To ensure the integrity of your small business website, be sure to check with the developer of your site OR your hosting company to see if you’re vulnerable and what should be done about it.

In general, however, if your site utilizes the OpenSSL library, the process you’ll need to go through to ensure the security of your site is:

1) Patch your server if it’s using a vulnerable version of OpenSSL
2) Revoke and Reissue the SSL/TLS certificates for your site

User Level Concerns – 3 Simple Steps

As an end user concerned about the security of their accounts, it can be confusing to figure out what passwords should be changed and which password don’t need to be touched.

But as you make that determination, it’s important to note that Heartbleed attacks made against a server vulnerable to the bug can NOT be detected!  So when you receive that email from a website or vendor alerting you to change your password even though the site has seen “no evidence that any user information or data has been compromised”, just know that they wouldn’t have seen any evidence!

Change your password!

Of the Top 100 sites (according to Alexa) tested in the week after Heartbleed was made public, 34 of them were listed as having had the vulnerability, but since patched. 40 were listed as not vulnerable, and the rest had yet to be determined.

Some of the vulnerable sites included:

Google, Yahoo!, Bing, Dropbox, Etsy, Facebook, Flickr, GoDaddy, Instagram, USPS, Vimeo, Yelp, and YouTube.

Not vulnerable included:

Amazon, Apple, Bank of America, Chase, Constant Contact, eBay, FedEx, HootSuite, LinkedIn, Microsoft, PayPal, Twitter, UPS, and … Target.

So what can you do to protect yourself?

It comes down to 3 simple steps:

Step 1:

If a site was affected and patched, change your password.

Step 2:

If a site uses SSL/TLS to encrypt your communications, but you’ve not heard one way or another if they’ve been affected OR if they patched the vulnerability, DON’T log on to their site!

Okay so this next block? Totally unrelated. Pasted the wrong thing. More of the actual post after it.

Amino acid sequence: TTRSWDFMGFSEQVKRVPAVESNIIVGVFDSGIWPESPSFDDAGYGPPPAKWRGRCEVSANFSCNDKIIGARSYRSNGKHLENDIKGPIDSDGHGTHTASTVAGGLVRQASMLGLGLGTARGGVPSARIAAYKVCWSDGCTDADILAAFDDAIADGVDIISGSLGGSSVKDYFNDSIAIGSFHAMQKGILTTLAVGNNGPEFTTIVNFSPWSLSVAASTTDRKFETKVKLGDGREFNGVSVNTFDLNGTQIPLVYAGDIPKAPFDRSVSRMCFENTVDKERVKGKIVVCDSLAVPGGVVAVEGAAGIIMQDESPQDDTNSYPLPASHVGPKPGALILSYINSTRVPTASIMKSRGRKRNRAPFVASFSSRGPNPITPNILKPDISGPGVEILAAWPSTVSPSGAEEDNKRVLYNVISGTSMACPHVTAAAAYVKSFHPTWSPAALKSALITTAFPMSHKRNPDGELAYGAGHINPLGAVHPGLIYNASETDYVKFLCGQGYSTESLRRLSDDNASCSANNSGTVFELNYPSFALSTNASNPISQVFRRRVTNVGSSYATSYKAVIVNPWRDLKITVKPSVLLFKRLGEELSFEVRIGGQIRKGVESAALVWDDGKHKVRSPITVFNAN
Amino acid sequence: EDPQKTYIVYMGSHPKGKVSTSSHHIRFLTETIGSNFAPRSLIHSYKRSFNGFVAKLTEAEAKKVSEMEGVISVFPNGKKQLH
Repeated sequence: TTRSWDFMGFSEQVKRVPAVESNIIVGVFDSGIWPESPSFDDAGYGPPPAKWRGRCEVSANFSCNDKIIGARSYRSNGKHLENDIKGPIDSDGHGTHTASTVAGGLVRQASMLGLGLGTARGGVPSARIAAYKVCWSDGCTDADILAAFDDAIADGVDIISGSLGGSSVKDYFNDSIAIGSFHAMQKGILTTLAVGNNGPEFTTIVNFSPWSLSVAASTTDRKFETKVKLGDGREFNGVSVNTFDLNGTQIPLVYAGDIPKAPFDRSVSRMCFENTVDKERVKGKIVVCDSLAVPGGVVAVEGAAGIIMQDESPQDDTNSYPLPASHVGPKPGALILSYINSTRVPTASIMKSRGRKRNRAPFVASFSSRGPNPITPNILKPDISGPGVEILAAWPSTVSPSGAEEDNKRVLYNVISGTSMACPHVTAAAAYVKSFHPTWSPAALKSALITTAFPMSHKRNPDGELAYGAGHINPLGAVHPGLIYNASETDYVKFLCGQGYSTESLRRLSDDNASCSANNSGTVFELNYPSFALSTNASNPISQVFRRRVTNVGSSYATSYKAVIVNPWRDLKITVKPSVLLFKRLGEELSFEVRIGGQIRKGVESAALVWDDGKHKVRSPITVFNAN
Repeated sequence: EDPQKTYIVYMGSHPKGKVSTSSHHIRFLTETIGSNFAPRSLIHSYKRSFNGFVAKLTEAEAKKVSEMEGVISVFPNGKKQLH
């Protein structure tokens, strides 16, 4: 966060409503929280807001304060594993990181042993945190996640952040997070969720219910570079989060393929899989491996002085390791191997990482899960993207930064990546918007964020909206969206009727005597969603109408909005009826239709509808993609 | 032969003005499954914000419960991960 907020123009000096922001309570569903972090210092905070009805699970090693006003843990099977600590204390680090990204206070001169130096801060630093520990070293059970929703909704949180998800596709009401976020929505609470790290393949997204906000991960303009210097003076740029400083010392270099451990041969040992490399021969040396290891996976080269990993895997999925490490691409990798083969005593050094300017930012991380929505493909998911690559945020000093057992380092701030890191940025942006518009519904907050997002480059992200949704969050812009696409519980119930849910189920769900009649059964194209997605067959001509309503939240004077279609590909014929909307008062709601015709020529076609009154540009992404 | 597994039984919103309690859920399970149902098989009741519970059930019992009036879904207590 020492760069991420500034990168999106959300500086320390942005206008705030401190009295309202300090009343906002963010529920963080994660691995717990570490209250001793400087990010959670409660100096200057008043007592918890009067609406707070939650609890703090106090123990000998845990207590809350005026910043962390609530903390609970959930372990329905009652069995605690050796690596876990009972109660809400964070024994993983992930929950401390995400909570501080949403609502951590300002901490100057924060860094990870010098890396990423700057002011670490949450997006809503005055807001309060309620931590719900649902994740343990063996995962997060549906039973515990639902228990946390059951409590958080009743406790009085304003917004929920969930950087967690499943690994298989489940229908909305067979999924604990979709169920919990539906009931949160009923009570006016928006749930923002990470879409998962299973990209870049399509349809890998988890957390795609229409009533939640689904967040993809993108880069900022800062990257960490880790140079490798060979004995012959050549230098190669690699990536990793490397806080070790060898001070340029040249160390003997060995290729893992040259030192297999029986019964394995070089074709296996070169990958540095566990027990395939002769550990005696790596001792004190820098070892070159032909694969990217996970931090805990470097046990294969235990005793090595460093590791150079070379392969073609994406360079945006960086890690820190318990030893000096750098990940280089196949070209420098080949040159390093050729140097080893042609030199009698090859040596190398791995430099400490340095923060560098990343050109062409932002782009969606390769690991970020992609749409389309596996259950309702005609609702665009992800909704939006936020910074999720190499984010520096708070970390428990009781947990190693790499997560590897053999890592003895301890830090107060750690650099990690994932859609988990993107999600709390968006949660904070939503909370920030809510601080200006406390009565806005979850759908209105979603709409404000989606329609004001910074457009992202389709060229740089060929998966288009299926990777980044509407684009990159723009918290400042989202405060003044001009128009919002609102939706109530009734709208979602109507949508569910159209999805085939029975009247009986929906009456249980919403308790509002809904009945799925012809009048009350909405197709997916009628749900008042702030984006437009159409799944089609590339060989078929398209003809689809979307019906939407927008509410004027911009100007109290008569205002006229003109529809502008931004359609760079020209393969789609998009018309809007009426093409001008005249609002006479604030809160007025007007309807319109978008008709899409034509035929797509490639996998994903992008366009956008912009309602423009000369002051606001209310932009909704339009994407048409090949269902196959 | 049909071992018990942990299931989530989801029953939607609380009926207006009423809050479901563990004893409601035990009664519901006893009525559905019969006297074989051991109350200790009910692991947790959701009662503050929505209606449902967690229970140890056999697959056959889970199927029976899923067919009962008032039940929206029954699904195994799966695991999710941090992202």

This is especially important when visiting Small Business sites or sites you’ve previously not done business with.

Verify the site hasn’t been affected using one of the tools listed below or wait for the patch to be applied and then change your password.

Two tools ESC! Technologies Group recommends for storing your passwords, 1Password and LastPass, can now actively check your saved sites for vulnerabilities, so if you’ve not yet upgraded to the latest releases of these excellent tools, you should do so today.

Step 3:

This last step bears repeating: Don’t use the same password on more than one site!

If you used the same password across multiple sites, you’ll want to change passwords on both sites formerly vulnerable as well as those that weren’t.

Tools you can use to check if a website is vulnerable include:

1Password Watchtower


LastPass Heartbleed Checker


Qualys SSL Labs has an SSL Server Test at


Check for Hardware Vulnerabilities Too!

The Heartbleed bug extends well beyond web servers because many embedded systems also utilize OpenSSL.

Some examples of hardware vulnerable to Heartbleed include: routers, security cameras, cloud storage devices, hardware firewalls, printers, and video conferencing systems.

Specific examples found to be vulnerable include:

  • Apple’s newest AirPort Extreme and Time Capsule
  • The Nest thermostat
  • Western Digital My Cloud storage devices
  • WatchGuard and FortiGate firewalls
  • And HP printers

The good news is that many of those devices are behind home and business routers and firewalls, but even still, some that reach out to the Internet to allow remote access – like the HP printers and the My Cloud — will need to be patched as soon as an update is available.

Also good is that many devices utilizing OpenSSL use an older version of the toolkit that’s not vulnerable to the Heartbleed bug.

SO if you have Internet connected devices OR you use a router to connect your office to the Internet (you do), check with the manufacturers:

1) To Find Out if your device vulnerable
2) If a Patch – or a workaround — is available yet, and
3) Apply that patch as soon as possible.

Sources Used to Prepare the Presentation: